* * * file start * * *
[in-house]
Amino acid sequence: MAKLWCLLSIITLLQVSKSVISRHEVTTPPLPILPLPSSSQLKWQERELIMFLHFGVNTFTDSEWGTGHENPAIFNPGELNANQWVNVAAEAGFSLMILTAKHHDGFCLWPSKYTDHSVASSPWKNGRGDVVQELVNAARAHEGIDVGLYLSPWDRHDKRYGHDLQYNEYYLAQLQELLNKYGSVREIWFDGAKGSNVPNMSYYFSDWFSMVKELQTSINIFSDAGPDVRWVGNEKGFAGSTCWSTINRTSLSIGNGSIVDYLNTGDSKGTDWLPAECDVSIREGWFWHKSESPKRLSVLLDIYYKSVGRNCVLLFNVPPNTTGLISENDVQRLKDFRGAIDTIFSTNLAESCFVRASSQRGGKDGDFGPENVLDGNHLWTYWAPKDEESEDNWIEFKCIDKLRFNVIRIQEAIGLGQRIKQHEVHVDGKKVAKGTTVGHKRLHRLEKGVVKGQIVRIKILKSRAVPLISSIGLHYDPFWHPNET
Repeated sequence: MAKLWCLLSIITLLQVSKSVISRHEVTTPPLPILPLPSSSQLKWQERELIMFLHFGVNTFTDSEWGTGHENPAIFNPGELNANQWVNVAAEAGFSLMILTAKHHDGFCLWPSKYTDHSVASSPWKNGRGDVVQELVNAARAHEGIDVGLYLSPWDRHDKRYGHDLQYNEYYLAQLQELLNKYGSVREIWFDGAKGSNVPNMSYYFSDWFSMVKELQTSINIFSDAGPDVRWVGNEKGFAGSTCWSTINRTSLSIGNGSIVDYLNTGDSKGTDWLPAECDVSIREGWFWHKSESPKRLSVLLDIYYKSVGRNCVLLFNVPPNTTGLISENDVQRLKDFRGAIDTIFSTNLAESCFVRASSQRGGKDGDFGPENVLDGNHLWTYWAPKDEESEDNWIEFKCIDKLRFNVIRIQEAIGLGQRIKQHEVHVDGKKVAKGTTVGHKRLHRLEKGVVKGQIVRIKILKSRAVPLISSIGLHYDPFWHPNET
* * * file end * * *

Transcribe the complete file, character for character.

[in-house]
Amino acid sequence: MAKLWCLLSIITLLQVSKSVISRHEVTTPPLPILPLPSSSQLKWQERELIMFLHFGVNTFTDSEWGTGHENPAIFNPGELNANQWVNVAAEAGFSLMILTAKHHDGFCLWPSKYTDHSVASSPWKNGRGDVVQELVNAARAHEGIDVGLYLSPWDRHDKRYGHDLQYNEYYLAQLQELLNKYGSVREIWFDGAKGSNVPNMSYYFSDWFSMVKELQTSINIFSDAGPDVRWVGNEKGFAGSTCWSTINRTSLSIGNGSIVDYLNTGDSKGTDWLPAECDVSIREGWFWHKSESPKRLSVLLDIYYKSVGRNCVLLFNVPPNTTGLISENDVQRLKDFRGAIDTIFSTNLAESCFVRASSQRGGKDGDFGPENVLDGNHLWTYWAPKDEESEDNWIEFKCIDKLRFNVIRIQEAIGLGQRIKQHEVHVDGKKVAKGTTVGHKRLHRLEKGVVKGQIVRIKILKSRAVPLISSIGLHYDPFWHPNET
Repeated sequence: MAKLWCLLSIITLLQVSKSVISRHEVTTPPLPILPLPSSSQLKWQERELIMFLHFGVNTFTDSEWGTGHENPAIFNPGELNANQWVNVAAEAGFSLMILTAKHHDGFCLWPSKYTDHSVASSPWKNGRGDVVQELVNAARAHEGIDVGLYLSPWDRHDKRYGHDLQYNEYYLAQLQELLNKYGSVREIWFDGAKGSNVPNMSYYFSDWFSMVKELQTSINIFSDAGPDVRWVGNEKGFAGSTCWSTINRTSLSIGNGSIVDYLNTGDSKGTDWLPAECDVSIREGWFWHKSESPKRLSVLLDIYYKSVGRNCVLLFNVPPNTTGLISENDVQRLKDFRGAIDTIFSTNLAESCFVRASSQRGGKDGDFGPENVLDGNHLWTYWAPKDEESEDNWIEFKCIDKLRFNVIRIQEAIGLGQRIKQHEVHVDGKKVAKGTTVGHKRLHRLEKGVVKGQIVRIKILKSRAVPLISSIGLHYDPFWHPNET